As the NYT notes in a headline, "Obama Camp Closely Linked With Ethanol." Paul Krugman calls this stuff "Demon Ethanol". Here’s what he says:

Well, anyway — the news on ethanol just keeps getting worse. Bad for the economy, bad for consumers, bad for the planet — what’s not to love?

So let’s be clear: Obama is an ethanol whore.

Now, Obama defenders will say that he is just supporting constituencies in his states, even if it isn’t great for the country or the environent. Sure. That’s true. I accept that explanation.

Except that Sarah Palin, who has oil in her state, is sticking to the oil companies.

Which one is a reformer, an independent, and fights special interests?

Categories: Syndicated

Related Posts

Redstate

The Strategic Failure of the Obama campaign

We are one week into Mitt Romney’s selection of Paul Ryan. A number of polls are coming out telling a variety of stories about what it means. But one thing is clear: Barack Obama’s campaign has had several significant strategic failures this summer. And they failed to define Paul Ryan out of the gate with their Mediscare tactics. And they failed to define Mitt Romney | Read More »

Redstate

Another businessman for the Senate: Tom Smith

One upside of President Obama’s hostility to business is that business leaders like Senator Ron Johnson from Wisconsin have come forward to share their experience. Tom Smith, the Republican Senate nominee in Pennsylvania is one of them. He is endorsed by Pat Toomey. He is up against Bobby Casey, a career politician son of a career politician. But at least his dad was willing to | Read More »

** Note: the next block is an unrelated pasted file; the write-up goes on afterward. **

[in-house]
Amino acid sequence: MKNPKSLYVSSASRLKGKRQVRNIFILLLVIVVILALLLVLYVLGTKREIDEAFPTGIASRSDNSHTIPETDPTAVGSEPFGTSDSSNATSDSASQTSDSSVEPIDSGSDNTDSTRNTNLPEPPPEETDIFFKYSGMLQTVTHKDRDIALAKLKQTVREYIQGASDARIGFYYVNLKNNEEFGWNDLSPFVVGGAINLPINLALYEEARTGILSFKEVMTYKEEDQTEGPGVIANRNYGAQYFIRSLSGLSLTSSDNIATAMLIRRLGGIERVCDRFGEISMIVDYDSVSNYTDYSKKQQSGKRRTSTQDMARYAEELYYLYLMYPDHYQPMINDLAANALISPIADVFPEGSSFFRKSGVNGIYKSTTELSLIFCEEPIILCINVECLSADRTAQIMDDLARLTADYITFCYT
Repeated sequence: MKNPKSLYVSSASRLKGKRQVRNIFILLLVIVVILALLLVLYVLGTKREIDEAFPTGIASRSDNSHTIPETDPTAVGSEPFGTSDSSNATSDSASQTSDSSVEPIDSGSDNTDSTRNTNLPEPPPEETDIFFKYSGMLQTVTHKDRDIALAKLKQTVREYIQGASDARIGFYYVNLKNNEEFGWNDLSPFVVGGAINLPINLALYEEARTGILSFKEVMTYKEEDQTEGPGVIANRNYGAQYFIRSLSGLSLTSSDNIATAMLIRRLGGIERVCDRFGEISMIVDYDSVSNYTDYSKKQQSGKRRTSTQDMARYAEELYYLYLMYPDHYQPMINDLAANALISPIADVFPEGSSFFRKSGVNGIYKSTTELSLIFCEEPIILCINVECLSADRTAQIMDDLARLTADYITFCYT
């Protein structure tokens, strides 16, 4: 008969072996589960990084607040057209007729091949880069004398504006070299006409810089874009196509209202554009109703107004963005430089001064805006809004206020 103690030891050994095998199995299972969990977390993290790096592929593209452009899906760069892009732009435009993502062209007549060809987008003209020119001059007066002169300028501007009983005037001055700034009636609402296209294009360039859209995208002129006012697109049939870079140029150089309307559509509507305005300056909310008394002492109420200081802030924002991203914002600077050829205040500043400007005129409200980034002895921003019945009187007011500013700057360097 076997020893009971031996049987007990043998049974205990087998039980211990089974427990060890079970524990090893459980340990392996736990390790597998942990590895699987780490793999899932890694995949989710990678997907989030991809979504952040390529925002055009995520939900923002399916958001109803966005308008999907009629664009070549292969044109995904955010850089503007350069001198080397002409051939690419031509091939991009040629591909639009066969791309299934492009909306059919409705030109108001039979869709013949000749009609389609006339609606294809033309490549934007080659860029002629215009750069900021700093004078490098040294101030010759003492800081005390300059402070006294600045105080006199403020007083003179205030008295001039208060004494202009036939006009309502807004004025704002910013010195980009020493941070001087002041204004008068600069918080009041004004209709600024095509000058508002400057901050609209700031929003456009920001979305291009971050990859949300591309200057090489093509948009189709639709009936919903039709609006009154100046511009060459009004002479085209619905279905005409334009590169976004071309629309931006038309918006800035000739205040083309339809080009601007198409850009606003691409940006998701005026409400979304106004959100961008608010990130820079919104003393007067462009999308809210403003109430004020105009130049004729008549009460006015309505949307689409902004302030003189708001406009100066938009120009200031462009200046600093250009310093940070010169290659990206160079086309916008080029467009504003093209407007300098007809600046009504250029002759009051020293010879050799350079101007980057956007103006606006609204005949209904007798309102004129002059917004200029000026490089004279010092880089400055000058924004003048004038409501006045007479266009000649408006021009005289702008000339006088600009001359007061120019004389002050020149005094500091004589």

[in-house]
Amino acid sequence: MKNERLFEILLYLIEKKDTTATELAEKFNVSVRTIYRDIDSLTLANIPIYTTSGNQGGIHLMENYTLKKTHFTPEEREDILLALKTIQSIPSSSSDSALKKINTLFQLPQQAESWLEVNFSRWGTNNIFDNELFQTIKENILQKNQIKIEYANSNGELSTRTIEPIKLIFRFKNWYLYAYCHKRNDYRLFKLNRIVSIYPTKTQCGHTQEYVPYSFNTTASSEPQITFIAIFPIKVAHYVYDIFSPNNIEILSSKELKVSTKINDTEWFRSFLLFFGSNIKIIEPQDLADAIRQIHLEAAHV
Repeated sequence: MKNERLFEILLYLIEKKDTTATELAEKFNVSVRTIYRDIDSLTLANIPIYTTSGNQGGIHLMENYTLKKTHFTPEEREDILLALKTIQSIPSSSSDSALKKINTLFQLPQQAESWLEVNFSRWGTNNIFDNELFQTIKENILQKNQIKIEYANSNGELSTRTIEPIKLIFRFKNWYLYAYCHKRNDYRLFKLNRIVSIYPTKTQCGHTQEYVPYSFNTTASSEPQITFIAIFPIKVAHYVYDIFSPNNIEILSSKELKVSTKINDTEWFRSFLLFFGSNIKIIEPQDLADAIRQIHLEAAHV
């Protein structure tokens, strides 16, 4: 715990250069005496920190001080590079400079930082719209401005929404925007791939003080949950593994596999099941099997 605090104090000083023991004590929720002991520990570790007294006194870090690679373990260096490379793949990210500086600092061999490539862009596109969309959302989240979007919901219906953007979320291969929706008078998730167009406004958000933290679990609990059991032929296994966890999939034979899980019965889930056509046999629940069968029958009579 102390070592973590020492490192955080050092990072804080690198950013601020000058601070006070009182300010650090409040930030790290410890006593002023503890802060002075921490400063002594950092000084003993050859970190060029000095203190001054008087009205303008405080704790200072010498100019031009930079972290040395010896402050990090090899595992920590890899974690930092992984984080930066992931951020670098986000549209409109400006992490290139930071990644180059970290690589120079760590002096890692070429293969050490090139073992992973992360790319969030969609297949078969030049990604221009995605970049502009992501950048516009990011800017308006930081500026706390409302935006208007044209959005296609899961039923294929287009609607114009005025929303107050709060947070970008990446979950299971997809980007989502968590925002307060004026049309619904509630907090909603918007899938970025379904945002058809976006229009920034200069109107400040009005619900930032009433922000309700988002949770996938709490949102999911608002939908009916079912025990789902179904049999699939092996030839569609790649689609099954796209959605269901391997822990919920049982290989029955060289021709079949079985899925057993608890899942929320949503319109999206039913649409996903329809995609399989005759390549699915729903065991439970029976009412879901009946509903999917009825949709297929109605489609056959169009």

Redstate

Looking downballot in Massachusetts: Tom Keyes

For the next several months, we are going to be focusing, naturally, on the Presidential race, Senate races, House races, and governor’s races. However, what happens down ballot is important too. And there is a lot of hope down ballot when we look around the country. Over the next several months, I hope to highlight races in unexpected places where Republicans can put points on | Read More »